Anyone who works in IT much knows about recruiting firms. Love them, hate them, they’re a part of the industry.
I have, in general, more of a love for recruiters and a hatred for the recruiting industry as a general rule, and this is pretty well known. I have several people I consider “professional friends” who are recruiters. I respect them – and admire their dedication. But, as with any industry, you can’t judge the entire industry by one or two bad eggs. On the whole, recruiters work in an industry much like that of Used Car Salesmen and Personal Injury Lawyers. Really. We all know the stereotypical recruiter. I don’t even have to give you a mental picture… you know what I’m talking about right?
The problem with stereotypes like recruiters, car dealers and lawyers… the truly great ones are the exception – and it’s the industry as a whole that behaves like a bad stereotype. (Which before all my Car Dealer, Recruiter and Lawyer friends attack… that is WHY there is the Stereotype. People didn’t come up all those jokes and twisted views because they were bored.)
This week was particularly frustrating for me dealing with recruiting firms as I had two positions I was forced to pull out of or avoid a double submittal. For those unfamiliar, a double submittal is just that, when two different recruiting firms submit the same person for the same job. It’s heavily frowned on. In fact most major companies have specific hiring policies for when this happens. At the very least you can be dropped from consideration, in some cases your name is black listed for a period. So it’s a pretty serious matter, and if you’re really smart… you just pull your name from consideration to avoid the train wreck entirely. It’s a bit like committing suicide to avoid certain death – but you get the idea.
I had two different positions this happened with… and so, we’re talking on 2 occasions, in one week, two different recruiting firms who approached me with the same job, talked to me on the phone about it, emailed back and forth, and got a right to represent… and at no point did I realize it was for the same job.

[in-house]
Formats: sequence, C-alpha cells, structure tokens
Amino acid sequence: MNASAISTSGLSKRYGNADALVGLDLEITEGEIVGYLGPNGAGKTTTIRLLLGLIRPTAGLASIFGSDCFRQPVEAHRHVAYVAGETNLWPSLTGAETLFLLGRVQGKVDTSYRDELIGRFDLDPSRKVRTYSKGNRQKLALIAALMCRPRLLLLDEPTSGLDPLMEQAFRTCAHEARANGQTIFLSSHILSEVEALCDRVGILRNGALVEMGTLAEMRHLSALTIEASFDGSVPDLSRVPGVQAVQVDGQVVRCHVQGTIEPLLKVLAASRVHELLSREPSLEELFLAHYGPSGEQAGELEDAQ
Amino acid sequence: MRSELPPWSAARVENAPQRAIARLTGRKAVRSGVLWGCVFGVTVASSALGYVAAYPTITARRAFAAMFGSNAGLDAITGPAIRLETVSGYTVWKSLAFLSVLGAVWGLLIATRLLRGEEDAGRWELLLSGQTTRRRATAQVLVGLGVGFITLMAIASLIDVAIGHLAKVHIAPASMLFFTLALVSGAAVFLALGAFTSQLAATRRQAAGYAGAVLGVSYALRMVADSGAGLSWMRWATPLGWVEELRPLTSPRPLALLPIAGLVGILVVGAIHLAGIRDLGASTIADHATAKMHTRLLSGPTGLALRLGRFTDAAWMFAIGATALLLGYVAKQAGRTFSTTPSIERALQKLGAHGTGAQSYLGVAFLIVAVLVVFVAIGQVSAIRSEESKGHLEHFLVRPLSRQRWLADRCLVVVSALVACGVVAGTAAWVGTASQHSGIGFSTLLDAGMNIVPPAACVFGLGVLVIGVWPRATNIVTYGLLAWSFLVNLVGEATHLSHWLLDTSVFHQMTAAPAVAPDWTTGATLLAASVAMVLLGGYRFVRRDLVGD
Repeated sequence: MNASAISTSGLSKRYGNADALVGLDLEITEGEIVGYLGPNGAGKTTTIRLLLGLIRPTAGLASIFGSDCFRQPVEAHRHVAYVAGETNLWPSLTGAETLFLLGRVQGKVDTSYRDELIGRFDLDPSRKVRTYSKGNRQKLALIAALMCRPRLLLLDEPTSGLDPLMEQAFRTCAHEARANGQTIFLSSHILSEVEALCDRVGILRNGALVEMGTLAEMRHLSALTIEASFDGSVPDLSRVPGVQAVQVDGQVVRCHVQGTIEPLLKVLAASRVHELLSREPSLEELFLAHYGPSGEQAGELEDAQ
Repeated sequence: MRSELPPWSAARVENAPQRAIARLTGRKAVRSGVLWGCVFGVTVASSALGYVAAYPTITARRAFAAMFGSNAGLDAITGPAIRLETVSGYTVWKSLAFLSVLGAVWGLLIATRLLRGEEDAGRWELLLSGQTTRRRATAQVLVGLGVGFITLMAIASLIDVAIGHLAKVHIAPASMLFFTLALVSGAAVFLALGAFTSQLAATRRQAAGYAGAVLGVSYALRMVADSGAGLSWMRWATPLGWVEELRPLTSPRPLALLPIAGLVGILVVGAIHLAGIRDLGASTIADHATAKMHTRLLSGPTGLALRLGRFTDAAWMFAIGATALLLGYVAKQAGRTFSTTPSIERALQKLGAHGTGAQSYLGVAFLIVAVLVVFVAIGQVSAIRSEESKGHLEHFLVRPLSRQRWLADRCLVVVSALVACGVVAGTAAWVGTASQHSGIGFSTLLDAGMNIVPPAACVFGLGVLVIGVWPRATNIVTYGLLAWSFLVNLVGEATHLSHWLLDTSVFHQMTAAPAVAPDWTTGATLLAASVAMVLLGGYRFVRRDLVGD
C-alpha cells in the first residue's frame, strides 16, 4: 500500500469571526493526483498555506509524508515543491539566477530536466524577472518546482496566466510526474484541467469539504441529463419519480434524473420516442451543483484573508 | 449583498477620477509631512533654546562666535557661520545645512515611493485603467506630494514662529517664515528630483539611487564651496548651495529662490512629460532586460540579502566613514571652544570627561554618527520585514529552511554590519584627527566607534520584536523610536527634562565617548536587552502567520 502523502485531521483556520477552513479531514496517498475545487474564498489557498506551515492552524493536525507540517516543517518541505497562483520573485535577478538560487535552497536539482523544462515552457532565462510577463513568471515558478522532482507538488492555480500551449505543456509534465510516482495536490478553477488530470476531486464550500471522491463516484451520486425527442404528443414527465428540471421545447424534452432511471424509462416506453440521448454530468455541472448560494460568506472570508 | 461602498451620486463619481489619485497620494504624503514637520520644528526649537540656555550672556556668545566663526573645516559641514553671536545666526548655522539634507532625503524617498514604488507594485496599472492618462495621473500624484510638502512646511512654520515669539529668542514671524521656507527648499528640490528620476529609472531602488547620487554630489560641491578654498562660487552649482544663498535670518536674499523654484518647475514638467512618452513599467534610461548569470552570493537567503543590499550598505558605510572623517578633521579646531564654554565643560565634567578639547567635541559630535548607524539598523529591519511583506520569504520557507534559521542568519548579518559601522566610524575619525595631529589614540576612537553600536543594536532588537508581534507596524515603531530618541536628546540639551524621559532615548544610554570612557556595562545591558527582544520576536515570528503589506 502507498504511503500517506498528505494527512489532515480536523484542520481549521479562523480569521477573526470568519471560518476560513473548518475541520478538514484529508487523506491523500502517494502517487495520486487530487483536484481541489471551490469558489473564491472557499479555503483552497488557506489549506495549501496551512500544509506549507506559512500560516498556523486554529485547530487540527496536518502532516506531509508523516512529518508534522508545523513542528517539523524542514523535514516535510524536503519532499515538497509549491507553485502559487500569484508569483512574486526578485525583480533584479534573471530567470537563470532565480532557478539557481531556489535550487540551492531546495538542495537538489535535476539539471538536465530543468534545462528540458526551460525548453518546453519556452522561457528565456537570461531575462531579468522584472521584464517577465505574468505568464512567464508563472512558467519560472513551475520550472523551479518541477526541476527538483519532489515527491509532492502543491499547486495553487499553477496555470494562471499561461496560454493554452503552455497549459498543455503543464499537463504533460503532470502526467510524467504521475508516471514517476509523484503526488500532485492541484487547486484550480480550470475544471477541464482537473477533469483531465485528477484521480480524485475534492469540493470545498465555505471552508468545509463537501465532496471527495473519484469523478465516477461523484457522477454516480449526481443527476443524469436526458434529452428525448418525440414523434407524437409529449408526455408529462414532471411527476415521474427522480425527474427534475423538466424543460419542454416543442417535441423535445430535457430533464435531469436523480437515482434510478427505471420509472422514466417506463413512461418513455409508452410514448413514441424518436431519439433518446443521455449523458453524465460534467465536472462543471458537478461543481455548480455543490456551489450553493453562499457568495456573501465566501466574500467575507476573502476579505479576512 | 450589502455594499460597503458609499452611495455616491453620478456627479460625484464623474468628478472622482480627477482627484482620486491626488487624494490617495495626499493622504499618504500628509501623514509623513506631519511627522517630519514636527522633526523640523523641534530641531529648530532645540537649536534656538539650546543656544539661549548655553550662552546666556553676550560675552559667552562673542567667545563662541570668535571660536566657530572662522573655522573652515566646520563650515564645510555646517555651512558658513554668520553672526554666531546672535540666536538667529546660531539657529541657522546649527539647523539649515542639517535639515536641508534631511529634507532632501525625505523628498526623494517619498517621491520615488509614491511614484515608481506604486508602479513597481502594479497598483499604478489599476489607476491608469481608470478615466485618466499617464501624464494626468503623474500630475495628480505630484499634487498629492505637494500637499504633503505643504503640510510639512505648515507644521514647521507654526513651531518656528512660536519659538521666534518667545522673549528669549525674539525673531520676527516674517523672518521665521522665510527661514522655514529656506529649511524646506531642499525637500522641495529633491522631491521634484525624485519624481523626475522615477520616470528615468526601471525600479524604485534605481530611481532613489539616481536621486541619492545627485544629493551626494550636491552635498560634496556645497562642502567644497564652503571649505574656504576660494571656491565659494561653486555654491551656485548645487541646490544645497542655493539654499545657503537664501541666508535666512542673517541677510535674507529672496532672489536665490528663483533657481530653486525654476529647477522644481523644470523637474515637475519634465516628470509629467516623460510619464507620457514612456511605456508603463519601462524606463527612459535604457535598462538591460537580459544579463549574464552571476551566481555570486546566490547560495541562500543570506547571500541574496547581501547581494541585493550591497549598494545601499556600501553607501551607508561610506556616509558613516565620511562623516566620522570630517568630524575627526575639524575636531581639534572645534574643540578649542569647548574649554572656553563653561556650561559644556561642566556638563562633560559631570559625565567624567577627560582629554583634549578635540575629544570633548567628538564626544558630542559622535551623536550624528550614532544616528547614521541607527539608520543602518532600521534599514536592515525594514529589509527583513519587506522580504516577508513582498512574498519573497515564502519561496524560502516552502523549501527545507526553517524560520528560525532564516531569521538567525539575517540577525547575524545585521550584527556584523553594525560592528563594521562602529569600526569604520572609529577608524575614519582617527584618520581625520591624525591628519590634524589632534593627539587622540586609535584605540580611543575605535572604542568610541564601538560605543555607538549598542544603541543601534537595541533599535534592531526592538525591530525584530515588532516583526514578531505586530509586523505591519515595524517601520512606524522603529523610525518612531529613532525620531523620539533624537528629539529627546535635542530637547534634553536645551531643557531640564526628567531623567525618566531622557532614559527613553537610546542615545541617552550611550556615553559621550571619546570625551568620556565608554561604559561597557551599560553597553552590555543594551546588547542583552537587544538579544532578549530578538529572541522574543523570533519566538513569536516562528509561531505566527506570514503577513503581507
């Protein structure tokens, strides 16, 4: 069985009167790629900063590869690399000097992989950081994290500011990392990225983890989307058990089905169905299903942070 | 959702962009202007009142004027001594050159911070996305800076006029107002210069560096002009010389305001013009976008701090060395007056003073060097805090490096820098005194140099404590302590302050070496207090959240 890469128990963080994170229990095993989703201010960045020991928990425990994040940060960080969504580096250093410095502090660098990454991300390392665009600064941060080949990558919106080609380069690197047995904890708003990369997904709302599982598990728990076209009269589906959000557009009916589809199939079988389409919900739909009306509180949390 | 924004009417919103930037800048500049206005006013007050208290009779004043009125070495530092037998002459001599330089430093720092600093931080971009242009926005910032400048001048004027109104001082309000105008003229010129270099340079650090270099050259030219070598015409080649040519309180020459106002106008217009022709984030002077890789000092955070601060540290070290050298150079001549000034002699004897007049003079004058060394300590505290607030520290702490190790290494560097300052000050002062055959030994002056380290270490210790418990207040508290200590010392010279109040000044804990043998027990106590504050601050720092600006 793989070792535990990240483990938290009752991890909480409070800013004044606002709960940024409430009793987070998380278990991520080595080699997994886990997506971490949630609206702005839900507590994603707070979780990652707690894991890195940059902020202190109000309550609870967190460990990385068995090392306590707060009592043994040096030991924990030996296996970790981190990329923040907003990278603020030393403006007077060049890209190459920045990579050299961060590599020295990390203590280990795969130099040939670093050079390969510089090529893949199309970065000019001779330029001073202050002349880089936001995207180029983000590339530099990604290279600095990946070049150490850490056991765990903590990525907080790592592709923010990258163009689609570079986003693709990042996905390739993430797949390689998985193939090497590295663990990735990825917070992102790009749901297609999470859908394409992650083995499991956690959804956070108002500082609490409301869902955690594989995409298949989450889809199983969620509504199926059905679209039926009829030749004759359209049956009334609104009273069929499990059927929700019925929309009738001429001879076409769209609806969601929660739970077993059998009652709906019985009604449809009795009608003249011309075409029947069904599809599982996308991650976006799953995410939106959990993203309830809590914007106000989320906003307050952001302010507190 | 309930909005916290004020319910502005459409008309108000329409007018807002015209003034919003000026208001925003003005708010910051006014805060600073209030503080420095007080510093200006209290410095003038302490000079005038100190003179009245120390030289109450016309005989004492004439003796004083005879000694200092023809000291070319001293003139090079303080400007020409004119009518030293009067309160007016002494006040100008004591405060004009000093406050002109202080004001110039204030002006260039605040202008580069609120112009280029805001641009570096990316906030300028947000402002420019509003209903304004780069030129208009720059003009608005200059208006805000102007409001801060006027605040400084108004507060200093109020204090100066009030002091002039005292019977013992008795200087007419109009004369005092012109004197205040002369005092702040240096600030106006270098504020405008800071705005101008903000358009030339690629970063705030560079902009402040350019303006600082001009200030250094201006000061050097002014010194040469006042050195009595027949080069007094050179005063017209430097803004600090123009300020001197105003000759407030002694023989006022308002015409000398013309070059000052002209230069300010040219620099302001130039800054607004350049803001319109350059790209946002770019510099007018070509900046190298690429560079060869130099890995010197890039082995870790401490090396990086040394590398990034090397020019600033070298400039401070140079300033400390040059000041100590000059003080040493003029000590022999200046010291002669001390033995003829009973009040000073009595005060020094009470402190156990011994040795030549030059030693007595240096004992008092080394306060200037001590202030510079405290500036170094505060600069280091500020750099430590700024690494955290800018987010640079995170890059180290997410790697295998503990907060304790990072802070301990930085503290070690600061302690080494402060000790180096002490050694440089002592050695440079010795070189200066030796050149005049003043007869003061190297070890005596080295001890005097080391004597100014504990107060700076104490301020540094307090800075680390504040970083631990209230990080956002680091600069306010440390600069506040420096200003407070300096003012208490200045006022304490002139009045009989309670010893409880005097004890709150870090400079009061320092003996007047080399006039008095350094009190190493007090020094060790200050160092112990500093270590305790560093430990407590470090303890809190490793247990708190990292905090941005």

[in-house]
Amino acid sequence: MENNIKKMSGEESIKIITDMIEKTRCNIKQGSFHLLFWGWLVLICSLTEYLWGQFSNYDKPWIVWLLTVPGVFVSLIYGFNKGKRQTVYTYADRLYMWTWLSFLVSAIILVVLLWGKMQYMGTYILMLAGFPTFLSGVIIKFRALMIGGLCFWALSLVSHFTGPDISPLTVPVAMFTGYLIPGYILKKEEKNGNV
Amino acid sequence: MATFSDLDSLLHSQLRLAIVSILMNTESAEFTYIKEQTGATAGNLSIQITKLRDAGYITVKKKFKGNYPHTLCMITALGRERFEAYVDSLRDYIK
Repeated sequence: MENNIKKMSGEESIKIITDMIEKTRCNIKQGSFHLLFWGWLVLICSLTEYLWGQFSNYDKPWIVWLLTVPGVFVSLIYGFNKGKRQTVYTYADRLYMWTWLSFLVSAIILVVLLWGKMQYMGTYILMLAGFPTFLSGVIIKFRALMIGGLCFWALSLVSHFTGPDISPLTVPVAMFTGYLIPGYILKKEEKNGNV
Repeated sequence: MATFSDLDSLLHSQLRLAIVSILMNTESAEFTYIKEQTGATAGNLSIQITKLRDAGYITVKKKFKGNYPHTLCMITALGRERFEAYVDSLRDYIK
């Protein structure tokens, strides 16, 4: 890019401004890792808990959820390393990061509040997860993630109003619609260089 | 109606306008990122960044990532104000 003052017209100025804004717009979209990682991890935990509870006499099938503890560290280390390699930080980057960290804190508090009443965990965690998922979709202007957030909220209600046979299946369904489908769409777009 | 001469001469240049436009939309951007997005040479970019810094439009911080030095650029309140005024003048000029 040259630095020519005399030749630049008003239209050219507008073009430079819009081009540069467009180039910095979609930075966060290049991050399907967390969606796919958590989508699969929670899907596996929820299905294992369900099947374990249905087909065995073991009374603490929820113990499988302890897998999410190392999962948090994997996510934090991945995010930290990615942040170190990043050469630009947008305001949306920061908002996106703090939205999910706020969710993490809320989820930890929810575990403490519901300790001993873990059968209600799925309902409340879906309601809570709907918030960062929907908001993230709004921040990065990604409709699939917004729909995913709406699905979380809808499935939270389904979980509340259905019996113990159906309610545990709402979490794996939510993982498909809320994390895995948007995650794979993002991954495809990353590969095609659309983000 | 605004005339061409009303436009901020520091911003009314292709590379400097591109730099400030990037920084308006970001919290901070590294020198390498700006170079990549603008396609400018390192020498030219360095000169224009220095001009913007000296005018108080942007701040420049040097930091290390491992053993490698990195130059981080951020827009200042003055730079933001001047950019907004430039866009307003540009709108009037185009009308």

Now, if you will recall, I’d been working on my jobHunter toy is supposed to allow me to avoid this because it reads the emails, and it does all kinds of things and it stores it all in a database so I can quickly review and avoid such shenanigans. And it failed. It didn’t just fail a little – it completely missed this… twice. Which to me, is pretty horrendous. The reason why all of this failed is simply… if you build a better mousetrap, you get a better quality of mouse.
In this case, the recruiting firms are not actually to blame … at least not entirely. Or at least we’re going to pretend like that is the case, because otherwise our only compensense for this foolery is they’re complete goits. So, assuming they’re not… (Really they weren’t. Trust me, I’d call them a far worse than a goit if they deserved it…) Ahem… where was I? Oh yeah… Assuming they’re not … and they weren’t… the cause was simple. There was no error.
It’s not that I’m infallible in my logic and work flows, far from it. The process I use is only a few steps from waving a headless chicken over a campfire while chanting in Urdu… believe me, I have no illusions that it’s not flawless. But, it is very good at one thing which is comparing texts since it uses a Levenshtein distance matching algorithm. So if there’s two job descriptions – it’s pretty easy to pick them out if they match. These had a matching value that was so far apart they weren’t even in the same zip code. The distance on these was so far apart, I would have called the Space shuttle up and had them see if they could give me a reading on it from space but unfortunately WE NO LONGER HAVE ONE. (Yes I’m whining… but I miss our space program.)
So why didn’t I pick up on it until the last minute? Simple. The job titles provided, the job descriptions provided – weren’t even close. They were in fact, completely different jobs. But each recruiting firm – in gathering the job requirement from the client, listened and heard completely different needs and recorded those. (Both sets of needs, I’m thoroughly capable of performing ironically.)
As they say, you can’t plan for the impossible. But you can check to see how often the impossible happens and learn to at least duck faster. In this case – not possible. You see, no matter how good the recruiters are… they would still have gone into things and gathered the requirements differently because they interviewed the manager differently, and so got different results. Complicating things the hiring manager wasn’t sure what kind of title they wanted to give the job… so there really wasn’t a title for the job.
And that leads us to why the job hunting tool will probably never be available aside from if people want to play with it – and tweak it for their own needs.
Because you cannot fix what is not broken. The tool worked fine. The recruiters did their job. But things broke in two places. 1) I never solidly said, “Hey I have to have a specific ID or way to identify this position.” – I relied on my tool for that, and it bit me. In order for a tool like this to work it requires that there be for each position a specific and readily identifiable ID for each position. Some commonality that can be shared among all recruiting firms to identify the position. 2) The recruiter’s client was not specific enough about the position with each of them so as to provide a consistent idea of what the job was.
I’ll keep trying to crack this egg… and maybe I can… but for now. I’m going to be far more harsh with recruiters about the specifics of all jobs submitted for my consideration.